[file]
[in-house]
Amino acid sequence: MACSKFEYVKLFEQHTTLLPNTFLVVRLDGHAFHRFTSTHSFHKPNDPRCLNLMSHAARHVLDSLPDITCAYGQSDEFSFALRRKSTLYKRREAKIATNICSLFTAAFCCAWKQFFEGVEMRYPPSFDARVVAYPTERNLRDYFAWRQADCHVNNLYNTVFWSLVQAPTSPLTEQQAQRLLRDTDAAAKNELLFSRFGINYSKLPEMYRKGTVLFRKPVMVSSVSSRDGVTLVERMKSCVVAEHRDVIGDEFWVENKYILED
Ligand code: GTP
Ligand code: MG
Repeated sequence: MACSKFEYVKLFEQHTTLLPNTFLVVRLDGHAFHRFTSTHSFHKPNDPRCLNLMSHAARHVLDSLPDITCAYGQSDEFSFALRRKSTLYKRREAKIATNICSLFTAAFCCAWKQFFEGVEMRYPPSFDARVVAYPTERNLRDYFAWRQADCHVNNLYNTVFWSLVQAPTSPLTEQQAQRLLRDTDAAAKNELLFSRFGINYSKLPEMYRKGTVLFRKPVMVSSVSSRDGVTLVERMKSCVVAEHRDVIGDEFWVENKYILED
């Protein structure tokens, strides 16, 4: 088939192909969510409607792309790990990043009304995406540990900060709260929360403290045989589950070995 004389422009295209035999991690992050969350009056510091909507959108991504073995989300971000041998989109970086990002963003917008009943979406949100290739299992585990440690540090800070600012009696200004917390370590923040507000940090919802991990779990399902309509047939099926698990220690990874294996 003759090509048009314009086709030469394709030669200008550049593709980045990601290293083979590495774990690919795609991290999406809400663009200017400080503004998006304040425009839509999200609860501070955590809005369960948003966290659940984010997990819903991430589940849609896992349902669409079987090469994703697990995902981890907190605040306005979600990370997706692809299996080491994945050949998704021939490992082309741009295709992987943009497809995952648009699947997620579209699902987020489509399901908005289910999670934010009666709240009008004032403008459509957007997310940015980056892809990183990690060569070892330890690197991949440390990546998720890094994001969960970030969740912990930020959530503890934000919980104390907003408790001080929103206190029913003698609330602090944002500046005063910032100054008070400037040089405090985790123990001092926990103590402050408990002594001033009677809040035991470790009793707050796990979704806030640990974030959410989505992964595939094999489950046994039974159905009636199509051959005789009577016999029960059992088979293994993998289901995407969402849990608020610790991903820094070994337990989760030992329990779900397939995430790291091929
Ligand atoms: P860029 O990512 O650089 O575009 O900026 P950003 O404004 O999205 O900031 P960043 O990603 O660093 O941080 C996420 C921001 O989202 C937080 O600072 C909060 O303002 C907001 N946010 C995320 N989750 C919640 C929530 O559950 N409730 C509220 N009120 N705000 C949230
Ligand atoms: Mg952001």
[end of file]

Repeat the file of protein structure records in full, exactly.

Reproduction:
[in-house]
Amino acid sequence: MACSKFEYVKLFEQHTTLLPNTFLVVRLDGHAFHRFTSTHSFHKPNDPRCLNLMSHAARHVLDSLPDITCAYGQSDEFSFALRRKSTLYKRREAKIATNICSLFTAAFCCAWKQFFEGVEMRYPPSFDARVVAYPTERNLRDYFAWRQADCHVNNLYNTVFWSLVQAPTSPLTEQQAQRLLRDTDAAAKNELLFSRFGINYSKLPEMYRKGTVLFRKPVMVSSVSSRDGVTLVERMKSCVVAEHRDVIGDEFWVENKYILED
Ligand code: GTP
Ligand code: MG
Repeated sequence: MACSKFEYVKLFEQHTTLLPNTFLVVRLDGHAFHRFTSTHSFHKPNDPRCLNLMSHAARHVLDSLPDITCAYGQSDEFSFALRRKSTLYKRREAKIATNICSLFTAAFCCAWKQFFEGVEMRYPPSFDARVVAYPTERNLRDYFAWRQADCHVNNLYNTVFWSLVQAPTSPLTEQQAQRLLRDTDAAAKNELLFSRFGINYSKLPEMYRKGTVLFRKPVMVSSVSSRDGVTLVERMKSCVVAEHRDVIGDEFWVENKYILED
């Protein structure tokens, strides 16, 4: 088939192909969510409607792309790990990043009304995406540990900060709260929360403290045989589950070995 004389422009295209035999991690992050969350009056510091909507959108991504073995989300971000041998989109970086990002963003917008009943979406949100290739299992585990440690540090800070600012009696200004917390370590923040507000940090919802991990779990399902309509047939099926698990220690990874294996 003759090509048009314009086709030469394709030669200008550049593709980045990601290293083979590495774990690919795609991290999406809400663009200017400080503004998006304040425009839509999200609860501070955590809005369960948003966290659940984010997990819903991430589940849609896992349902669409079987090469994703697990995902981890907190605040306005979600990370997706692809299996080491994945050949998704021939490992082309741009295709992987943009497809995952648009699947997620579209699902987020489509399901908005289910999670934010009666709240009008004032403008459509957007997310940015980056892809990183990690060569070892330890690197991949440390990546998720890094994001969960970030969740912990930020959530503890934000919980104390907003408790001080929103206190029913003698609330602090944002500046005063910032100054008070400037040089405090985790123990001092926990103590402050408990002594001033009677809040035991470790009793707050796990979704806030640990974030959410989505992964595939094999489950046994039974159905009636199509051959005789009577016999029960059992088979293994993998289901995407969402849990608020610790991903820094070994337990989760030992329990779900397939995430790291091929
Ligand atoms: P860029 O990512 O650089 O575009 O900026 P950003 O404004 O999205 O900031 P960043 O990603 O660093 O941080 C996420 C921001 O989202 C937080 O600072 C909060 O303002 C907001 N946010 C995320 N989750 C919640 C929530 O559950 N409730 C509220 N009120 N705000 C949230
Ligand atoms: Mg952001």